Capone’s interest in squeezing the milk industry for all it was worth is rumored to have altruistic origins. Conflicting stories claim that either Capone or his brother Ralph had been moved by a story about a family member—or was it a family friend’s son?—who had gotten sick after drinking expired milk. At the time, the dairy industry had few indicators of quality control for their products, particularly when it came to knowing when milk went bad.

The sunny version of this story is that Capone, who was seen by some as a kind of common man’s hero, took pity on children’s unknowing consumption of bad milk, and pushed for safety dating on labels. Alcatraz prison acknowledges in its historical pages that Capone, perhaps their most famous, banjo-playing resident, “lobbied for milk bottle dating to ensure the safety of the city’s children” to the Chicago city council. In his book The Outfit, mafia historian Gus Russo reports that Capone’s cronies indeed strong-armed the city council into enforcing a definition for Grade A milk, to the point where inferior grades couldn’t be sold within the city. They also helped pass a dated-milk ordinance, which “allowed mothers to protect their children’s health by screening the milk they ingested.” It’s still unconfirmed if Capone’s clamoring definitively led to the industry’s more stringent labeling guidelines. But Ralph Capone’s granddaughter, Deirdre, insists that her grandfather’s lobbying not only caused the dairy industry to start slapping the bottling date on milk, but also earned him the nickname “Bottles.”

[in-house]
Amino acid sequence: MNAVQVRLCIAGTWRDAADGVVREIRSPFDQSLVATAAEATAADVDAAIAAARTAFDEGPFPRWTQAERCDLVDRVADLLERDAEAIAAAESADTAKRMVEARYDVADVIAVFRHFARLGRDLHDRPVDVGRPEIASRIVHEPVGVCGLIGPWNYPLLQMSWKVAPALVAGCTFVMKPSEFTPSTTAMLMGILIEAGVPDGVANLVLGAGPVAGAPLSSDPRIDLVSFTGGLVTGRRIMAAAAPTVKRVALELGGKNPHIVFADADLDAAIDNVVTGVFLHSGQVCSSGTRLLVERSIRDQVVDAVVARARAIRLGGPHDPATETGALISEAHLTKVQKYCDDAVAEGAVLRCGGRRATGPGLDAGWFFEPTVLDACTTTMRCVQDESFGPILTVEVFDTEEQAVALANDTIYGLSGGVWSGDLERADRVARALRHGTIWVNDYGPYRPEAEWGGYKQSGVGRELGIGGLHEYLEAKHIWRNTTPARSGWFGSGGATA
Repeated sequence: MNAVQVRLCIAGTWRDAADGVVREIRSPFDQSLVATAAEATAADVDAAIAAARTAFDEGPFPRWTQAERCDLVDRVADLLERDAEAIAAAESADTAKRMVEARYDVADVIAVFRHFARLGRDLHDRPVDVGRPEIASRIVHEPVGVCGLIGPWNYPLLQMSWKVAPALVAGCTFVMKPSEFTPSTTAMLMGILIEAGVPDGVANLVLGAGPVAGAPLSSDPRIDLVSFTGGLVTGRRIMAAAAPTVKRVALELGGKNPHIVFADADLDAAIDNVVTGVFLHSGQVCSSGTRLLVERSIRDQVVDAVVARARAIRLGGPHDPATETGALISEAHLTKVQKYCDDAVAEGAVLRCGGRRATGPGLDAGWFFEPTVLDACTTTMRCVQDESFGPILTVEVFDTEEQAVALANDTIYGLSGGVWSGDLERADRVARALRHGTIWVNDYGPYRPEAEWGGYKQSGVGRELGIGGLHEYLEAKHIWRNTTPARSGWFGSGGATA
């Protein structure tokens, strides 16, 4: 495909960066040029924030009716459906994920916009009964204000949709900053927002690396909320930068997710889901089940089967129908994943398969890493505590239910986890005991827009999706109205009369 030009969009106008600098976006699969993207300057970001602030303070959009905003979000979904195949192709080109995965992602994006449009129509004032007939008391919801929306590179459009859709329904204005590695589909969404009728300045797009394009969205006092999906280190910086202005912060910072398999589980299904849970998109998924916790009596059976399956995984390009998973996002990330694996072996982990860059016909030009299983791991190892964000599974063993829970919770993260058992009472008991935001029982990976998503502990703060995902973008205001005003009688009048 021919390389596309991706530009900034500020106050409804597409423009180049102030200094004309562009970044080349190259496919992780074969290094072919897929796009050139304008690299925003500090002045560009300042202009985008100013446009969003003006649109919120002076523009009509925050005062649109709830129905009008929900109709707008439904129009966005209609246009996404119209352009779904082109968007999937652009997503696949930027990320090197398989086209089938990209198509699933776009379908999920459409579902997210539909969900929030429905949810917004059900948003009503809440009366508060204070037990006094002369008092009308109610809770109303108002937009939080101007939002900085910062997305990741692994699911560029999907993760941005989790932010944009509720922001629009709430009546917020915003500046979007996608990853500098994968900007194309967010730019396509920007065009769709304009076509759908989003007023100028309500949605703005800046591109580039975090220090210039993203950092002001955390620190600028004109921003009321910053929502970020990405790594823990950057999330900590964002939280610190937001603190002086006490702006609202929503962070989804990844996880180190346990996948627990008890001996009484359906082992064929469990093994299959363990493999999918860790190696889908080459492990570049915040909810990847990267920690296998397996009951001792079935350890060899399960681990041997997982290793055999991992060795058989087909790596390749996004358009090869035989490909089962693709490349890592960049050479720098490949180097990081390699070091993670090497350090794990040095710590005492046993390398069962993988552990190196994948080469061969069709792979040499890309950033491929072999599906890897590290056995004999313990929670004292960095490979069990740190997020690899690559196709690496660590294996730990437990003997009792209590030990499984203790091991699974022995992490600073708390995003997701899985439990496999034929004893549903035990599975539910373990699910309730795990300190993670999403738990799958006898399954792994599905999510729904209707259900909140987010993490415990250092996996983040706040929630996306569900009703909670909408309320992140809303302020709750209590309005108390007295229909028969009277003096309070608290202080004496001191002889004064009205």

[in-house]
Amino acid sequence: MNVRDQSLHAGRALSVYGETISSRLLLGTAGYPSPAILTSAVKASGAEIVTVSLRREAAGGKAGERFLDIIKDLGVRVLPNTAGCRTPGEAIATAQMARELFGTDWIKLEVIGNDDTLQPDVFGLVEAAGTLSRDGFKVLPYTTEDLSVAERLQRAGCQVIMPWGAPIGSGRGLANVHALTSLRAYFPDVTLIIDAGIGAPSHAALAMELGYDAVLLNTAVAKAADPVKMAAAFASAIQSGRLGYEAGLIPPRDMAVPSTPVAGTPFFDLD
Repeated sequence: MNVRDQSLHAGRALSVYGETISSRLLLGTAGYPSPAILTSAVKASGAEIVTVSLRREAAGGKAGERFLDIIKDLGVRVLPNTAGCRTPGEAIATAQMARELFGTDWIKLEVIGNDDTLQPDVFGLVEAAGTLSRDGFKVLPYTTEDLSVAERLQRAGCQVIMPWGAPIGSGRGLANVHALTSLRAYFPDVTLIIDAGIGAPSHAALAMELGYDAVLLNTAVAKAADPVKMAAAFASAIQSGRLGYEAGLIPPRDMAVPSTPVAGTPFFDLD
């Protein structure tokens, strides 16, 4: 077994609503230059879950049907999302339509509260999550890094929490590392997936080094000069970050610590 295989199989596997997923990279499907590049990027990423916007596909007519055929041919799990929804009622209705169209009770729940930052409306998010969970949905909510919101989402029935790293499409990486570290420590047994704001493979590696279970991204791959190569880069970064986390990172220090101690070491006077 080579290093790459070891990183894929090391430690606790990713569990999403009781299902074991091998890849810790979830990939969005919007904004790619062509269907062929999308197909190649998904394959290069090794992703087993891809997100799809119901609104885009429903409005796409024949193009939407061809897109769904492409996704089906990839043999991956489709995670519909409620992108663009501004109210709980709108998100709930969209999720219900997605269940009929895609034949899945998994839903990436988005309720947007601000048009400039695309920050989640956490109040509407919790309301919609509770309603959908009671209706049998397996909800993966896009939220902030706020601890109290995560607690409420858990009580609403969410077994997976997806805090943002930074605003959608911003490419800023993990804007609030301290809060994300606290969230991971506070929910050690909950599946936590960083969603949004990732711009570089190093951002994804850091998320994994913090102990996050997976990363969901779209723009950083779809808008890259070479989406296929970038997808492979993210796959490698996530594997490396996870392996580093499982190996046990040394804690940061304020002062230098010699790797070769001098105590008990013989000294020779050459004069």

Ralph "Bottles" Capone in 1935.
Ralph “Bottles” Capone in 1935. Sueddeutsche Zeitung Photo/Alamy Stock Photo

The reality is probably closer to this: The enterprising Capone brothers saw dollar signs in the dairy industry’s lack of controls on milk production and distribution. Rumor has it that the industry seemed so profitable and untapped that Capone once uttered to his associates: “Honest to God boys, we’ve been in the wrong racket all along!”

While Meadowmoor became the Richard Martin Milk Company in the 1960s, its impact may even be more widespread than we realize. The late investigative journalist Jonathan Kwitny reported that Capone’s hand in the dairy industry also meant that New York pizzerias had to use what the Village Voice described as “his rubbery mob cheese.” That’s a far cry from the cheese that Naples immigrants had been making since the early 20th century, when they arrived in New York.